Richard Cytowic

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Richard E. Cytowic
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Born (1952-12-16) December 16, 1952 (age 63)
Trenton, New Jersey, U.S.
Residence Washington, D.C.
Nationality American
Fields Neuroscience
Institutions George Washington University Medical Center
Alma mater Duke University, Wake Forest
Known for Synesthesia, Neuropsychology
Influences Paul D. MacLean, Norman Geschwind

Richard E. Cytowic is an American neurologist and author [1] who rekindled interest in studying synesthesia [2][3][4][5] in the 1980s. He was nominated for the Pulitzer Prize for his New York Times Magazine cover story[6] about James Brady, the Presidential Press Secretary shot in the brain during the assassination attempt on President Reagan. Cytowic’s writing ranges from textbooks[7] and music reviews, to his Metro Weekly "Love Doctor" essays[8] and brief medical biographies of Anton Chekhov[9] and Maurice Ravel.[10] His work is the subject of several documentaries.[11]

In Musicophilia, Oliver Sacks writes:

In the 1980, Richard Cytowic made the first neurophysiological studies of synesthetic subjects... In 1989, he published a pioneering text, Synesthesia: A Union of the Senses, and this was followed by a popular exploration of the subject in 1993, The Man Who Tasted Shapes. Current techniques of functional brain imaging now give unequivocal evidence for the simultaneous activation or coactivation of two or more sensory areas of the cerebral cortex in synesthetes, just as Cytowic’s work predicted.[12]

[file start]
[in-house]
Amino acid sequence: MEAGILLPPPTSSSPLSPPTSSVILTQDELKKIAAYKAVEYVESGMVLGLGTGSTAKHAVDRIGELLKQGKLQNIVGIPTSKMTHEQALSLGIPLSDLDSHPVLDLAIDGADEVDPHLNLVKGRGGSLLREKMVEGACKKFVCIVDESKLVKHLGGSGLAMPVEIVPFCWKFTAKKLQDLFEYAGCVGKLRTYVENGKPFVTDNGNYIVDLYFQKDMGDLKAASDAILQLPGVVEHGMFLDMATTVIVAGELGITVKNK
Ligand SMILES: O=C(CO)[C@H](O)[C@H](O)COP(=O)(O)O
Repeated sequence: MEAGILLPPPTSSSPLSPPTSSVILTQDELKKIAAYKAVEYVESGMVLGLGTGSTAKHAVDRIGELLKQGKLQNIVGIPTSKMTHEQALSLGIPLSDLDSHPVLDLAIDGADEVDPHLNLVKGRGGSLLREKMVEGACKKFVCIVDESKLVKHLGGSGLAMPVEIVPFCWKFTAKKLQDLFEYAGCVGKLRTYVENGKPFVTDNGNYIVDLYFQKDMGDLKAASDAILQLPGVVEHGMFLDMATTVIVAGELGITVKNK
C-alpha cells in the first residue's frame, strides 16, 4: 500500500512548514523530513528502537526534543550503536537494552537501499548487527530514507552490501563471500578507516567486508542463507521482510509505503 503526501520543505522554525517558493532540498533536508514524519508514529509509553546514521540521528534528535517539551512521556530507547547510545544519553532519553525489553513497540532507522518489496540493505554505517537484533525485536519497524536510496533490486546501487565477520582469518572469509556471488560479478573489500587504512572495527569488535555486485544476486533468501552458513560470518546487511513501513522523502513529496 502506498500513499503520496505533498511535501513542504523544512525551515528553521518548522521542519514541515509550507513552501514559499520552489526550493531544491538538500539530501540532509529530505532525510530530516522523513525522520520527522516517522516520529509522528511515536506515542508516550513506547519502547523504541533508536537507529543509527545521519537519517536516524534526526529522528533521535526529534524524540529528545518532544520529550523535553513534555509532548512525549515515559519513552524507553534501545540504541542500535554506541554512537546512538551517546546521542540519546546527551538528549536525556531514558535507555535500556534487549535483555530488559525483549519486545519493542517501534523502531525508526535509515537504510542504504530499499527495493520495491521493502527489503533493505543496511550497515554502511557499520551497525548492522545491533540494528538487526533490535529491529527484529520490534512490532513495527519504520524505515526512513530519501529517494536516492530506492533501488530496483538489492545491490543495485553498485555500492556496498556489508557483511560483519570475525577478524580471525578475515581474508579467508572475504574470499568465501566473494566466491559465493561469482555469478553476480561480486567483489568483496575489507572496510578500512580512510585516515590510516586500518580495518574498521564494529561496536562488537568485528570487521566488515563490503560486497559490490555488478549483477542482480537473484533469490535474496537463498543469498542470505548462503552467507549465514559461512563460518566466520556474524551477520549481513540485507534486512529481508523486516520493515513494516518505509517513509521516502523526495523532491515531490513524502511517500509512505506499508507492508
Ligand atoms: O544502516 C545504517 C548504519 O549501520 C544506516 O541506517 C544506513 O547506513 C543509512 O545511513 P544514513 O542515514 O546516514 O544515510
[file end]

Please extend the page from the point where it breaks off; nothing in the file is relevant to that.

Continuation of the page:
Cytowic is a Clinical Associate Professor of Neurology at George Washington University Medical Center, a Mentor at the Point Foundation, and a member of the Advisory Board for Williams Institute at the UCLA School of Law.


Cytowic was born on December 16, 1952 in Trenton, New Jersey to a physician father and artist mother, and grew up with an extended family of scientists and artists. His mother is ESPN's "Super Nana Marge", Tim Tebow's No. 1 fan.[13] As a child, Cytowic liked taking things apart and putting them back together to figure out how they worked.

He attended Hun School of Princeton (class of 1970),[14] graduated cum laude from Duke University, and received his M.D. from Wake Forest's Bowman Gray School of Medicine. He studied further at London's Queen Square (Institute of Neurology), and George Washington University Medical Center before founding a private clinic, Capitol Neurology.

Retired from clinical practice, Cytowic now mentors medical students at George Washington, writes and lectures. While in North Carolina, he served as music critic for the Winston-Salem Journal. He is enrolled in the Masters of Fine Arts Program in Creative Writing in the College of Arts and Sciences at American University.[15]


Reviews and essays
  • Selected book reviews available here
  • Selected Love Doctor essays available here.
  • Chekhov and Ravel articles available here

Artistic fellowships[edit]



  1. ^
  2. ^ Cytowic, RE (2009) Wednesday is Indigo Blue: Discovering the Brain of Synesthesia. (Co-authored with David Eagleman) Cambridge: MIT Press ISBN 978-0-262-01279-9
  3. ^ Cytowic, RE (2003) The Man Who Tasted Shapes Cambridge: MIT Press ISBN 978-0-262-53255-6
  4. ^ Cytowic, RE (2002).Synesthesia: A Union of the Senses (2nd ed). Cambridge: MIT Press. ISBN 978-0-262-03296-4 (1st ed 1989, Springer-Verlag.)
  5. ^ Cytowic, RE (1996) The Neurological Side of Neuropsychology Cambridge: MIT Press ISBN 978-0-262-03231-5 (pp 224-226, 235-237)
  6. ^ September 27, 1981
  7. ^ The Neurological Side of Neuropsychology(1996). Cambridge: MIT Press ISBN 978-0-262-03231-5
  8. ^ Love Doctor essays for Metro Weekly Magazine
  9. ^ Checkhov pdf
  10. ^ Aphasia in Maurice Ravel, Irwin Brody Award for History of Neuroscience, Duke University (1978). Available at Ravel pdf
  11. ^ Nabokov archives
  12. ^ Sacks, Oliver (2007). Musicophilia. New York: Alfred A. Knopf. pp. 178–179. ISBN 978-1-400-04081-0. 
  13. ^ Video on YouTube
  14. ^ Recognition: Alumni of the Year, Hun School of Princeton. Accessed March 6, 2011.
  15. ^ Richard Cytowic's Academic CV
  16. ^
  17. ^

External links[edit]